Illustration of Mexican agricultural laborers forming a raised fist of solidarity

How “Measured Militancy” Empowered California’s Fieldworkers

When Mexican-American fieldworkers' strikes didn't net results, César Chávez led the Ventura County Community Service Organization in alternate tactics.
W.E.B. DuBois, 1904

W.E.B. DuBois Fought “Scientific” Racism

Early 20th century intellectual W.E.B. DuBois countered the then-popular idea that African-Americans could be scientifically proven to be inferior.
The Miscegenation Troll

The “Miscegenation” Troll

The term “miscegenation” was coined in an 1864 pamphlet by an anonymous author.
Creole in a Red Turban by Jacques Aman

The Free People of Color of Pre-Civil War New Orleans

Before American concepts of race took hold in the newly-acquired Louisiana, early 19th-century New Orleans had large population of free people of color.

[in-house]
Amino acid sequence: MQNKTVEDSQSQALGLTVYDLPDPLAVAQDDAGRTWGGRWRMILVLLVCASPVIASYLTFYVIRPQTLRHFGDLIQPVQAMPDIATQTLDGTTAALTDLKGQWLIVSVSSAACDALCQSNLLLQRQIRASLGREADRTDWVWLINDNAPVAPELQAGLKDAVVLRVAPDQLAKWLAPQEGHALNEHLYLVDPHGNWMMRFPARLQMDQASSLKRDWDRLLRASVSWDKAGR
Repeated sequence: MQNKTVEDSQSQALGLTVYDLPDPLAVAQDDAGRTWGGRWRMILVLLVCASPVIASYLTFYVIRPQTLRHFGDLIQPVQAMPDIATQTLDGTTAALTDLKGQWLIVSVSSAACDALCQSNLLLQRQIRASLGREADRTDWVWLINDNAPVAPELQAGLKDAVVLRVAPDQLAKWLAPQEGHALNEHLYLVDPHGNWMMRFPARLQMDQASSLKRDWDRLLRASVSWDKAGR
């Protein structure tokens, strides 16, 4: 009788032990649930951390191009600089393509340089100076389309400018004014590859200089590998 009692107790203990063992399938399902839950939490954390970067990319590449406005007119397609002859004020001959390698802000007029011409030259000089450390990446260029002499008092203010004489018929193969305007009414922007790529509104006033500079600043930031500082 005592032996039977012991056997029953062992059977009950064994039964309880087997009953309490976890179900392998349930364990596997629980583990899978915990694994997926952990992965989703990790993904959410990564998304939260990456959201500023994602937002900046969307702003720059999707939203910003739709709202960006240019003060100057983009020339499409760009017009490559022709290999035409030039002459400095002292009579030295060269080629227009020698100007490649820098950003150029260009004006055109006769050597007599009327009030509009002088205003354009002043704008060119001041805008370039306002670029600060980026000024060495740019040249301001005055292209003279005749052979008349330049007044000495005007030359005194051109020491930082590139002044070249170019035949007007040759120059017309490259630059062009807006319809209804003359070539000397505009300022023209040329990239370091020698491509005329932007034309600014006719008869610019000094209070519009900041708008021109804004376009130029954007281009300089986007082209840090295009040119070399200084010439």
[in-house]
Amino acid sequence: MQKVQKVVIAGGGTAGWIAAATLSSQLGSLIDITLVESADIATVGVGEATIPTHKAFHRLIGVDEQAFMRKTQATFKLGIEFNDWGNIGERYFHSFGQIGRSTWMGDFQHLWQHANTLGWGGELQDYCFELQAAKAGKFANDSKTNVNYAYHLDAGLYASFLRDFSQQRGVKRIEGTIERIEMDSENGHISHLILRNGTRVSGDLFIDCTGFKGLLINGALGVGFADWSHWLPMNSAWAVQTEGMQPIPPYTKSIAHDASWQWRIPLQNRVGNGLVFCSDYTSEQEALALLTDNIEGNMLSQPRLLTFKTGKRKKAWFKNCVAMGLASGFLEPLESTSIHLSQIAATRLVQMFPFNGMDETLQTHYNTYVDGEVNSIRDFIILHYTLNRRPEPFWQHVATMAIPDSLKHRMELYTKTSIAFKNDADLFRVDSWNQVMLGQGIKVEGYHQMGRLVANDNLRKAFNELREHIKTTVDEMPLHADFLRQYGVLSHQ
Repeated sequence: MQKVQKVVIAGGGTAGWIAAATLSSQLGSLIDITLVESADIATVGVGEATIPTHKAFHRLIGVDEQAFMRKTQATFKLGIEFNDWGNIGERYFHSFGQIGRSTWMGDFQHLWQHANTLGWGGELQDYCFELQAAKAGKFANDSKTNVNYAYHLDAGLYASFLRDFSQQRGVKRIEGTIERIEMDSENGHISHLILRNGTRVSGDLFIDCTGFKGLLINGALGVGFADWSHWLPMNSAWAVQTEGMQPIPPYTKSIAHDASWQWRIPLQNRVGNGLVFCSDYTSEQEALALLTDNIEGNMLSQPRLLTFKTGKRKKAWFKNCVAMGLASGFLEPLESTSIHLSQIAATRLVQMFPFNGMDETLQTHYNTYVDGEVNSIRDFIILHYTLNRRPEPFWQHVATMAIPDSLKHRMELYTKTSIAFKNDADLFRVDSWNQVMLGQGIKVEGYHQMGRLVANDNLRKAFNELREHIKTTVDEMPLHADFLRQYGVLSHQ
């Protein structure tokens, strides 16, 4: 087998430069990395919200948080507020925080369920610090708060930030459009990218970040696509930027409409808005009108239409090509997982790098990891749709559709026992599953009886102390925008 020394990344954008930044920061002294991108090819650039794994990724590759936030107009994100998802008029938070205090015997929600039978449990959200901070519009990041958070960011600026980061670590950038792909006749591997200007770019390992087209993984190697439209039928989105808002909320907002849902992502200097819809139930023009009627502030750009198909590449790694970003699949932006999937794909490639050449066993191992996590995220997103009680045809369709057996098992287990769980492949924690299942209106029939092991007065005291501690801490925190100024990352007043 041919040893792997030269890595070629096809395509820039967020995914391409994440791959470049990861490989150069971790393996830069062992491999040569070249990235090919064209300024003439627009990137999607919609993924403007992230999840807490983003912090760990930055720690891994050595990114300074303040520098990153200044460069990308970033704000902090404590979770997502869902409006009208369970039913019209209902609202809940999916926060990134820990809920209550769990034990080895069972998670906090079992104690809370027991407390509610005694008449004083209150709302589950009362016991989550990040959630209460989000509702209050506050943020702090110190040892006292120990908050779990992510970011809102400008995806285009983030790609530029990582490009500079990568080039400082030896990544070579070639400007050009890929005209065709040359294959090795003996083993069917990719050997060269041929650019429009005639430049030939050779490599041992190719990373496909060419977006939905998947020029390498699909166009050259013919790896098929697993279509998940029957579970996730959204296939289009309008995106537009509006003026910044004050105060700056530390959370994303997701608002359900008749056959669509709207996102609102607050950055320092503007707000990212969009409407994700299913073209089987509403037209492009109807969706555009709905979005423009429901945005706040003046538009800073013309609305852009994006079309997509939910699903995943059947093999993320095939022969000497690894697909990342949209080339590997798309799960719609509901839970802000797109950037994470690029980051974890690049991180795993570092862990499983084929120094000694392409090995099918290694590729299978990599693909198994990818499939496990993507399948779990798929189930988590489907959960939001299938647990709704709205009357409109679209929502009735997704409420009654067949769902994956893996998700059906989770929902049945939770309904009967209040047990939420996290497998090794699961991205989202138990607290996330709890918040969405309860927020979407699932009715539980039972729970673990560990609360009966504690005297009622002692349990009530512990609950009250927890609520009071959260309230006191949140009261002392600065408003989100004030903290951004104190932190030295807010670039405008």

Yorktown Victory Monument, Colonial National Historic Site, Yorktown, Virginia

Whitewashing American History

One of the National Park Service's first historic preservation projects, the Colonial National Monument, wrote people of color completely out of the story.
Wedding rings on an American flag

How Love Transformed American Immigration Law

Love was a deciding factor in the expansion of Asian immigration to the United States, via laws that emerged from Congress in the 1960s.
Two scientists in a hot air balloon

When Victorian Scientists Caught Ballomania

In a moment when scientists were working to fashion a credible identity for themselves, they had to decide how much showmanship was too much.
A tank in front of the National Congress of Brazil during the 1964 coup d'etat

The Recipe for a Coup D’État

Why were there so many coups in Latin America?
The war elephants of Phyrrus at the battle of Asculum, 279 B.C.

How “Pyrrhic Victory” Became a Go-To Metaphor

We call futile victories "pyrrhic," after an ancient Roman battle. But that battle may have been misinterpreted--or had a different conclusion altogether.
Kimpa Vita and a map of Kongo

Did Kongolese Catholicism Lead to Slave Revolutions?

The legacy of Kimpa Vita, a Kongolese Catholic mystic, was felt from the U.S. to Haiti.